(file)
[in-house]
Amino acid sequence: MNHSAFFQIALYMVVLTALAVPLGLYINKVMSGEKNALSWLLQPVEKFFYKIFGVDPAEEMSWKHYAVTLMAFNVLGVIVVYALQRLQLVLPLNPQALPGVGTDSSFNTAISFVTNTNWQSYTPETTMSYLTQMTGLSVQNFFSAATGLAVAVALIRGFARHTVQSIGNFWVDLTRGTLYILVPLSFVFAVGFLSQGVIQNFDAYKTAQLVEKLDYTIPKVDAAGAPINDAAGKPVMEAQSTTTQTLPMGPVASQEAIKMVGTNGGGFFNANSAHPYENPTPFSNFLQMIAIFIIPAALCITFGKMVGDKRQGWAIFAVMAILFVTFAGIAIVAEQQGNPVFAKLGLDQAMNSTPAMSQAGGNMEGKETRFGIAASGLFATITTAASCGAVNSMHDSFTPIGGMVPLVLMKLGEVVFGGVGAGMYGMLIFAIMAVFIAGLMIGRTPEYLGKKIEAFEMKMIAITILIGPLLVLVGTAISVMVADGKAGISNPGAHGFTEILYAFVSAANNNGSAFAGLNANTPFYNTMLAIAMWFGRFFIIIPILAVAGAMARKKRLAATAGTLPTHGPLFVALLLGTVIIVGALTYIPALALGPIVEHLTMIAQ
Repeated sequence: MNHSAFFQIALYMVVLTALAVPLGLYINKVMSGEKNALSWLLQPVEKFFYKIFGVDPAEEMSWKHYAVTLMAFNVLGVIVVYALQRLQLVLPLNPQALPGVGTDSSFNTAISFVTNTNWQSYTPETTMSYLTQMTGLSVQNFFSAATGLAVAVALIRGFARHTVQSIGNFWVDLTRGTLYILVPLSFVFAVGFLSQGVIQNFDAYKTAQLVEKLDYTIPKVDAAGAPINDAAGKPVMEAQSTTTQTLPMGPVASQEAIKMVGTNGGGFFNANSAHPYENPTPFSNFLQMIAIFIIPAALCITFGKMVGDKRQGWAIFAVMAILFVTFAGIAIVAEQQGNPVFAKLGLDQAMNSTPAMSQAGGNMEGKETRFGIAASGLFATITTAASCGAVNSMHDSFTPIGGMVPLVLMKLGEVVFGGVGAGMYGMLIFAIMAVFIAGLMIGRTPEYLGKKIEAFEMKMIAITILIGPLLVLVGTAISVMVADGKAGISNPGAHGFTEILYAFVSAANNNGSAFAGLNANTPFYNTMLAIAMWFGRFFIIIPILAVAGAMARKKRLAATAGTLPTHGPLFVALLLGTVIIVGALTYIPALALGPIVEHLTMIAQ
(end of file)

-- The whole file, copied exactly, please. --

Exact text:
[in-house]
Amino acid sequence: MNHSAFFQIALYMVVLTALAVPLGLYINKVMSGEKNALSWLLQPVEKFFYKIFGVDPAEEMSWKHYAVTLMAFNVLGVIVVYALQRLQLVLPLNPQALPGVGTDSSFNTAISFVTNTNWQSYTPETTMSYLTQMTGLSVQNFFSAATGLAVAVALIRGFARHTVQSIGNFWVDLTRGTLYILVPLSFVFAVGFLSQGVIQNFDAYKTAQLVEKLDYTIPKVDAAGAPINDAAGKPVMEAQSTTTQTLPMGPVASQEAIKMVGTNGGGFFNANSAHPYENPTPFSNFLQMIAIFIIPAALCITFGKMVGDKRQGWAIFAVMAILFVTFAGIAIVAEQQGNPVFAKLGLDQAMNSTPAMSQAGGNMEGKETRFGIAASGLFATITTAASCGAVNSMHDSFTPIGGMVPLVLMKLGEVVFGGVGAGMYGMLIFAIMAVFIAGLMIGRTPEYLGKKIEAFEMKMIAITILIGPLLVLVGTAISVMVADGKAGISNPGAHGFTEILYAFVSAANNNGSAFAGLNANTPFYNTMLAIAMWFGRFFIIIPILAVAGAMARKKRLAATAGTLPTHGPLFVALLLGTVIIVGALTYIPALALGPIVEHLTMIAQ
Repeated sequence: MNHSAFFQIALYMVVLTALAVPLGLYINKVMSGEKNALSWLLQPVEKFFYKIFGVDPAEEMSWKHYAVTLMAFNVLGVIVVYALQRLQLVLPLNPQALPGVGTDSSFNTAISFVTNTNWQSYTPETTMSYLTQMTGLSVQNFFSAATGLAVAVALIRGFARHTVQSIGNFWVDLTRGTLYILVPLSFVFAVGFLSQGVIQNFDAYKTAQLVEKLDYTIPKVDAAGAPINDAAGKPVMEAQSTTTQTLPMGPVASQEAIKMVGTNGGGFFNANSAHPYENPTPFSNFLQMIAIFIIPAALCITFGKMVGDKRQGWAIFAVMAILFVTFAGIAIVAEQQGNPVFAKLGLDQAMNSTPAMSQAGGNMEGKETRFGIAASGLFATITTAASCGAVNSMHDSFTPIGGMVPLVLMKLGEVVFGGVGAGMYGMLIFAIMAVFIAGLMIGRTPEYLGKKIEAFEMKMIAITILIGPLLVLVGTAISVMVADGKAGISNPGAHGFTEILYAFVSAANNNGSAFAGLNANTPFYNTMLAIAMWFGRFFIIIPILAVAGAMARKKRLAATAGTLPTHGPLFVALLLGTVIIVGALTYIPALALGPIVEHLTMIAQ